Graduation address given by Dr Catherine Keenan
Dr Catherine Keenan gave the following occasional address at the Faculty of Education and Social Work graduation ceremony held at 4.00pm on 23 March 2012 in the Great Hall. Dr Keenan is co-founder and executive director, The Sydney Story Factory.
The photo of Dr Keenan is copyright, Memento Photography.
At the beginning of last year, a friend and I had an idea. For more than a decade I’d been an arts journalist at The Sydney Morning Herald, and Tim Dick, my friend, had been at the Herald for a similar amount of time. Our idea was to open a writing centre for young people in Redfern. We wanted it to be a creative place - a place where children, many of them from disadvantaged, Indigenous or non-English speaking backgrounds - could come and get free help to write whatever stories they liked. They would do this with the help of volunteer tutors – not trained teachers, or not all of them anyway, but people who love words and like being with young people, and would sit with the students one-on-one or in small groups, encouraging their ideas and stretching their imaginations.
Over the past few weeks, with Professor Robyn Ewing, who is the fantastic vice president of our board, we have been interviewing for our storyteller-in-chief – a creative, inspiring teacher who will oversee all these writing classes and design programs that buttress this interaction between the students and volunteers.
It has made me think a lot about what good teaching is, and what makes a great teacher.
If you ask people that question – what makes a great teacher – the first thing they will give you (if they have been lucky) are names. Great teachers stay with you for life. For me it’s Mrs Vernon; Miss Matthis; Miss Gaffney. Names that 30 years later are still etched into my brain.
I started thinking about why they were such great teachers, and I decided that it’s not really to do with the knowledge they imparted to me – although of course they did do that. That traditional idea, that a teacher is a person who passes on their learning is true, and obviously important, but I don’t think it’s the most important thing. All these years later, I remember Mrs Vernon, Miss Matthis and Miss Gaffney because they did something far harder. When I was young and unformed, they looked into me and they saw something I couldn’t. They saw that words and writing were the place that I belonged, and the place that would make me happy. I didn’t come from a bookish family and this is not a thought that would naturally have occurred to me. But they saw it. And most importantly they approved of it. And in so doing, they showed me a whole new idea of who I could be.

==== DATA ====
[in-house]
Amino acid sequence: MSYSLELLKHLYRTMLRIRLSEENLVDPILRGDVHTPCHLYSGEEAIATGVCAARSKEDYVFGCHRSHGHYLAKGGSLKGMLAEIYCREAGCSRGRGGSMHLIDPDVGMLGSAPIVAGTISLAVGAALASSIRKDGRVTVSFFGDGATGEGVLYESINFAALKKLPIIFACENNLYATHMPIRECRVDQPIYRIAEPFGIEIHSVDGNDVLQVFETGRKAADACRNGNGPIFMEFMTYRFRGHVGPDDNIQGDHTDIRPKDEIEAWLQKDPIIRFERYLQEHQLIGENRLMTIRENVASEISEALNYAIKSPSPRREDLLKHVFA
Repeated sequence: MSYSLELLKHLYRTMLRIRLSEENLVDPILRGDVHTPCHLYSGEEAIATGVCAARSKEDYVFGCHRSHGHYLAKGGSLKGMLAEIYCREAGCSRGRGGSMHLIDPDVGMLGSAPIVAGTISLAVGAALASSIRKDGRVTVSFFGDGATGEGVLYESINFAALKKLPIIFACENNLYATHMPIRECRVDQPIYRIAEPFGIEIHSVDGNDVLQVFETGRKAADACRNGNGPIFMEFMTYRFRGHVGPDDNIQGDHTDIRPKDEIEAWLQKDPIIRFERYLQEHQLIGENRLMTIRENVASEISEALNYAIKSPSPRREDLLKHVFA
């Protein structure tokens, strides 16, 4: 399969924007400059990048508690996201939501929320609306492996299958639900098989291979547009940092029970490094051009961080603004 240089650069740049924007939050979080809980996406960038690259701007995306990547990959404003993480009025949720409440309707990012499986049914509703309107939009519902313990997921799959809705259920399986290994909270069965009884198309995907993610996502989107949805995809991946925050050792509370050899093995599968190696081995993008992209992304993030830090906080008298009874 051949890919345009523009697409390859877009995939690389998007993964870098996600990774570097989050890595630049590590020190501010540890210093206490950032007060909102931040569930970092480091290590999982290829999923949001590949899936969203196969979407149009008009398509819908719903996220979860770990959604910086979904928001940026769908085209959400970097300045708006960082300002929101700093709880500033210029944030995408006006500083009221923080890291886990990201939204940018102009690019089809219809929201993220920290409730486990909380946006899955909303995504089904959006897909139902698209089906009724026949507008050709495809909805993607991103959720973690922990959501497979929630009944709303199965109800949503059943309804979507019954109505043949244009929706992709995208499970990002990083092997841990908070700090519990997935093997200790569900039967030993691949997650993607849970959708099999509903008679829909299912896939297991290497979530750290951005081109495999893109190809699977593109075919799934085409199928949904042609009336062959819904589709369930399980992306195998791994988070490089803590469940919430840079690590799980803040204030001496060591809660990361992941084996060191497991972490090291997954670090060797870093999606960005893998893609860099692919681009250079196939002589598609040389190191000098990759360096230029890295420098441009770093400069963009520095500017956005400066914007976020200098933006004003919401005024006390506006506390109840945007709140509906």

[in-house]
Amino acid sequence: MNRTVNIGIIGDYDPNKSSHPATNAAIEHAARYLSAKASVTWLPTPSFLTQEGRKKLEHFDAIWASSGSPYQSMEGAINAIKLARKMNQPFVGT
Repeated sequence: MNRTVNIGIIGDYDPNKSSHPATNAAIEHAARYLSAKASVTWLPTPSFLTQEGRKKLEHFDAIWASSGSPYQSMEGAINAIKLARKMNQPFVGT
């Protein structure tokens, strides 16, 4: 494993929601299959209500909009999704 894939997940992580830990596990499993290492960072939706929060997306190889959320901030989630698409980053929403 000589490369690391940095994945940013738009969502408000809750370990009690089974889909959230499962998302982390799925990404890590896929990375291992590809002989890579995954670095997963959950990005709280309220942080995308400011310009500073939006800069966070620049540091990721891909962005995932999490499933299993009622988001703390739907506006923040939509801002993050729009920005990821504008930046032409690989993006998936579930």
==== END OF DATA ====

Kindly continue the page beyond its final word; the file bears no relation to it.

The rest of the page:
For me, everything else flowed from there. It was because of Mrs Vernon, Miss Matthis and Miss Gaffney that I became the first person in my family to go to University. I studied English Literature, then completed a doctorate in England; I taught literature, then became a journalist. I was literary editor, then an arts writer, and now I run the Sydney Story Factory. In May last year we began running writing classes at schools around Redfern, and in July this year our space on Redfern Street will open. Hundreds of children will come in each week to write everything from stories about Martians to newspapers, from playscripts to novellas.
Everything I have done has been about words and writing, because those teachers showed me that that’s who I was – and that was ok. When I think about what I hope for at the Sydney Story Factory, it’s that we can do for some of our students what those teachers did for me.
All of you here, graduating today, can change lives. At this university, you have learned how to pass on the knowledge you have, and you will do that, very competently I’m sure, to all the students you come across. But for a small but significant number of students – for the students who will remember your names in 30 years’ time - you can do much more. You can see things in them they may not be able to see themselves, and you can approve of that. You can show students new ways to be - though in retrospect, it will look like you simply showed them who they already were. It is a wonderful profession that you join today. Do well at it, and the consequences will long outlive you. Great teachers truly matter. May you be the first among them.